SEWeP A Web Mining System supporting Semantic Personalization

Document Sample
SEWeP A Web Mining System supporting Semantic Personalization Powered By Docstoc
					     SEWeP: A Web Mining System supporting Semantic
                   Personalization
   Stratos Paulakis, Charalampos Lampos, Magdalini Eirinaki, Michalis Vazirgiannis
            Athens University of Economics and Business, Department of Informatics
                 {paulakis, lampos, eirinaki, mvazirg}@aueb.gr

Abstract. We present SEWeP, a Web Personalization prototype system that integrates
usage data with content semantics, expressed in taxonomy terms, in order to produce a
broader yet semantically focused set of recommendations.

1. Introduction
Web personalization is the process of customizing a Web site to the needs of each
specific user or set of users. Most of the research efforts in Web personalization
correspond to the evolution of extensive research in Web usage mining. When a
personalization system relies solely on usage-based results, however, valuable
information conceptually related to what is finally recommended may be missed. To
tackle this problem we propose a Web personalization framework based on semantic
enhancement of the Web usage logs and the related Web content. We present SEWeP,
a Web Personalization prototype system, based on the framework proposed in [3].
This system integrates usage data with content semantics, expressed in taxonomy
terms, in order to produce semantically enhanced navigational patterns that can
subsequently be used for producing valuable recommendations.

2. SEWeP Framework
The innovation of the SEWeP prototype system is the exploitation of web content
semantics throughout the Web mining and personalization process. It utilizes Web
content/structure mining methods to assign semantics to Web pages and subsequently
feeds this knowledge to Web usage mining algorithms. Web content is semantically
annotated using terms of a predefined domain-specific taxonomy (categories) through
the use of a thesaurus. These annotations are encapsulated into C-logs, a (virtual)
extension of Web usage logs. C-logs are used as input to the Web usage mining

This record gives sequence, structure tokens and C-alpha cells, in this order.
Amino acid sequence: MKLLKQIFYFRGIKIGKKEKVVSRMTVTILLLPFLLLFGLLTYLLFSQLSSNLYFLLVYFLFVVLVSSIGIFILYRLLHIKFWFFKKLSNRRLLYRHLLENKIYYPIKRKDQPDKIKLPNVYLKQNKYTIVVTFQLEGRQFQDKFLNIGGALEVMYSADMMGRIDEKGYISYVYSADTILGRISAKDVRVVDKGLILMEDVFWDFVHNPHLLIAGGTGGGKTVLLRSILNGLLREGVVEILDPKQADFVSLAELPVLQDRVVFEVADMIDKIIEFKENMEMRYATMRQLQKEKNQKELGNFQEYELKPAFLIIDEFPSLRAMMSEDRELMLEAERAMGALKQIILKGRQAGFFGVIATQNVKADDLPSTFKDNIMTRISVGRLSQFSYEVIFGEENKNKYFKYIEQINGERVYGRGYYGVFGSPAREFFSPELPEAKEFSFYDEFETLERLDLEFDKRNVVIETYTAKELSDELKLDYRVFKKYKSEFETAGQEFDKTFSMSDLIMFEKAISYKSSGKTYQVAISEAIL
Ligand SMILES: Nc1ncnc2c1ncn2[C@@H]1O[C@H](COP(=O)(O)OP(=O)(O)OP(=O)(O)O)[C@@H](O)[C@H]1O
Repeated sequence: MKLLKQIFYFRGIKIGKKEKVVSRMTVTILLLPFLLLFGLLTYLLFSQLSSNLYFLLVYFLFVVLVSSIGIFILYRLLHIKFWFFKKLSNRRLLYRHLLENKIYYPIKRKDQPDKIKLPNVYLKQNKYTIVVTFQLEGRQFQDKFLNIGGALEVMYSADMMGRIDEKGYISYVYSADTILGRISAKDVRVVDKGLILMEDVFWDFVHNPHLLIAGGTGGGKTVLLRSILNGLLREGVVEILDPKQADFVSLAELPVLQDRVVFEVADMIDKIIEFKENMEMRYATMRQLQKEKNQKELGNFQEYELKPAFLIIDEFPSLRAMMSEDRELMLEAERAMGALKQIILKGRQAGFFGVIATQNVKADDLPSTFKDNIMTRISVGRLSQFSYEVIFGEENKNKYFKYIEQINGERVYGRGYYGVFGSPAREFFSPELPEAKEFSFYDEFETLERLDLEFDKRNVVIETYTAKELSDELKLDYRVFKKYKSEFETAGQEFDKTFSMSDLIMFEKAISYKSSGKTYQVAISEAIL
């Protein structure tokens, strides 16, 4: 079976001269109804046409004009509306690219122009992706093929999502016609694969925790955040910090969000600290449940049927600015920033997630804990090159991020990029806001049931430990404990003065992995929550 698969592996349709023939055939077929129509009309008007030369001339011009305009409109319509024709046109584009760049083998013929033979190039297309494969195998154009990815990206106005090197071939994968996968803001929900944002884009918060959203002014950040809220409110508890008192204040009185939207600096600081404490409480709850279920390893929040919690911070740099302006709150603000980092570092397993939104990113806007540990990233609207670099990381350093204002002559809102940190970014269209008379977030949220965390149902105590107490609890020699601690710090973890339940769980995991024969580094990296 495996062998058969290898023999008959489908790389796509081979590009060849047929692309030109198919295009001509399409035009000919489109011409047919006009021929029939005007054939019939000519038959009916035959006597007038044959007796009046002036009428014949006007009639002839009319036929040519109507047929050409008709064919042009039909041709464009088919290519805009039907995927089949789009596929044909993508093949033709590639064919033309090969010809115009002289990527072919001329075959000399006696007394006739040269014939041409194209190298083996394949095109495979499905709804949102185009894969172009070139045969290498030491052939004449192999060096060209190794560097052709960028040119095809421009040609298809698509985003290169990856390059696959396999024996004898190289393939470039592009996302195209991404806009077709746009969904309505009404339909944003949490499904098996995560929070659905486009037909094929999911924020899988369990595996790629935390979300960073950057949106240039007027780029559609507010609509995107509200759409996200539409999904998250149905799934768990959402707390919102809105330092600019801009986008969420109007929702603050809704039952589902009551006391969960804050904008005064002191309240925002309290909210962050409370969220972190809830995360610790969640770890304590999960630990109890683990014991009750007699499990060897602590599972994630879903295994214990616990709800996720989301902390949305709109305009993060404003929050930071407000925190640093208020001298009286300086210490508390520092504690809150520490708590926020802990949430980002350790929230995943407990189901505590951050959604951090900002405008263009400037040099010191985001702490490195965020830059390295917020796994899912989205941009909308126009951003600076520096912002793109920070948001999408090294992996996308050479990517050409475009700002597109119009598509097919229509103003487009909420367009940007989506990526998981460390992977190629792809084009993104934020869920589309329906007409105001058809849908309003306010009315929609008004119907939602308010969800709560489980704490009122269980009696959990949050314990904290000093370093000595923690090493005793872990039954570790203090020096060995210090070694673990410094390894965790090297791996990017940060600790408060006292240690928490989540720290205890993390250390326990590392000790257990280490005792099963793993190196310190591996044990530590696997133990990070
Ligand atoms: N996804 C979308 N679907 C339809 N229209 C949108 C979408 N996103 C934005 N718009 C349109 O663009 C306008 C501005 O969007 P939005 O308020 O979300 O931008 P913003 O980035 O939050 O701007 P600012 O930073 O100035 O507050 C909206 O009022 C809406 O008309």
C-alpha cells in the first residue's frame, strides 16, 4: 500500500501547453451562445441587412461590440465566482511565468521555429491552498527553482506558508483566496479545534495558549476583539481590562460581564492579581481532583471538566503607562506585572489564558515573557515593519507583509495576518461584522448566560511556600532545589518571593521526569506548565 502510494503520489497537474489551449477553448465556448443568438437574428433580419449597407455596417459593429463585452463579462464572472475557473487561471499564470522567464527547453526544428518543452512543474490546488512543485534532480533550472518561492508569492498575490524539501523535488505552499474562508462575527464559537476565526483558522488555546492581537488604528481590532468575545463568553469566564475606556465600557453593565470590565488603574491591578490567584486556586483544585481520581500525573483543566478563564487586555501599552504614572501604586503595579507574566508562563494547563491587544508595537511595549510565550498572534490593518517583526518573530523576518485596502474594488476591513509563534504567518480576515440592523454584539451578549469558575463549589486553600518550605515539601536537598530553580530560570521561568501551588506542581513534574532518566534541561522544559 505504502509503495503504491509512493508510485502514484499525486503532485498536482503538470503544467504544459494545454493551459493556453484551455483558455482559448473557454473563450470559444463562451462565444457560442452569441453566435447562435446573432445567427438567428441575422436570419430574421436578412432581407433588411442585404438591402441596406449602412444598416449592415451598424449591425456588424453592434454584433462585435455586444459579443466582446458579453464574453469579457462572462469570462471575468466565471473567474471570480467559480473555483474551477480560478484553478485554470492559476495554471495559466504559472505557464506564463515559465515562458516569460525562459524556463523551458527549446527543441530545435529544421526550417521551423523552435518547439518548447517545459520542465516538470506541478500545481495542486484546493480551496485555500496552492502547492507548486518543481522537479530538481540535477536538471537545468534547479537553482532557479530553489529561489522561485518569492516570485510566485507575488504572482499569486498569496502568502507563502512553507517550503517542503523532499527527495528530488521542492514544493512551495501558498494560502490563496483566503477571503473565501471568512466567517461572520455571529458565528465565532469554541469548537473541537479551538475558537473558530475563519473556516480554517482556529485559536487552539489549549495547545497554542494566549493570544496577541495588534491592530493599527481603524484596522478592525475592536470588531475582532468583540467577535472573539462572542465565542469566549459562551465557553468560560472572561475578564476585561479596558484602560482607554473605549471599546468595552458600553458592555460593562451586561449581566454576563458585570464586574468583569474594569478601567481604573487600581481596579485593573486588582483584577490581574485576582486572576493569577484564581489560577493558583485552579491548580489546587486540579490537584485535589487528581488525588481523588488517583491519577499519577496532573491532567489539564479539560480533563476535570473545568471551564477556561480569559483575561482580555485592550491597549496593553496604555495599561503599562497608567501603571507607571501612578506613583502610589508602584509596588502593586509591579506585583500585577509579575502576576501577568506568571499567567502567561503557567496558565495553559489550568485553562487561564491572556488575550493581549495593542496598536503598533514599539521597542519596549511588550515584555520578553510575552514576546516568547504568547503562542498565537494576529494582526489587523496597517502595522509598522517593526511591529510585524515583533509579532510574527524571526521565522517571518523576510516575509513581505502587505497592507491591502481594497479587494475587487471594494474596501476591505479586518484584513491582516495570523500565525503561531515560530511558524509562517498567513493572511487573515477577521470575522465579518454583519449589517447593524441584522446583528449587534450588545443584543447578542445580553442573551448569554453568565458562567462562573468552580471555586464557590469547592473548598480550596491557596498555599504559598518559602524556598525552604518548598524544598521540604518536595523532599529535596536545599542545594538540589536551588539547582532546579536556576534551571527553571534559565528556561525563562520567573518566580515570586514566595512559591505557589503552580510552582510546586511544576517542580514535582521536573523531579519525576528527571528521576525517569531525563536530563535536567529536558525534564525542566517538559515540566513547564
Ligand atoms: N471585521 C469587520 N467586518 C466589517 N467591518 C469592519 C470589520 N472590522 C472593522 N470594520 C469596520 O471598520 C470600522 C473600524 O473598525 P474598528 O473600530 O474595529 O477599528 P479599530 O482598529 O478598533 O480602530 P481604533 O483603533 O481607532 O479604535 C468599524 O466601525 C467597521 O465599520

process, resulting in a set of rules/patterns consisting of thematic categories in
addition to URIs. Furthermore, the semantically annotated Web pages are organized
in coherent clusters (using THESUS system [6]) based on the taxonomy. These
clusters are then used in order to further expand the set of recommendations provided
to the end user. The whole process results in a broader, yet semantically focused set of
recommendations. The system architecture is depicted in Figure 1. The main
functionalities of the demonstrated system are described below. A more detailed
description can be found in [2,3].
Logs Preprocessing: The system provides full functionality for preprocessing any
kind of Web logs, by enabling the definition of new log file templates, filters
(including/excluding records based on field characteristics), etc. The new logs are
stored in new (“clean”) log files.
                           U ser
                           C o m p u te r

                                                      S u g g e s t e d U R Is
                          P u b lis h i n g             & c a te g o r ie s
                          M e c h a n is m           U s e r c lic k s tr e a m   R e c o m m e n d a t i o n E n g in e




                                                                                  D ocum ent                  U sage
                                                                                   C lu s t e r s            P a tte rn s



                                                                                  D ocum ent            W eb U sage
                                                                                  C lu s t e r in g       M in in g



                                 W e b s ite c o n te n t

                                                                                                C -L o g s
                                Taxon
                               Taxonom
                                  y
                                 om y          th e s a u r u s



                                                                                        C - L o g s C r e a t io n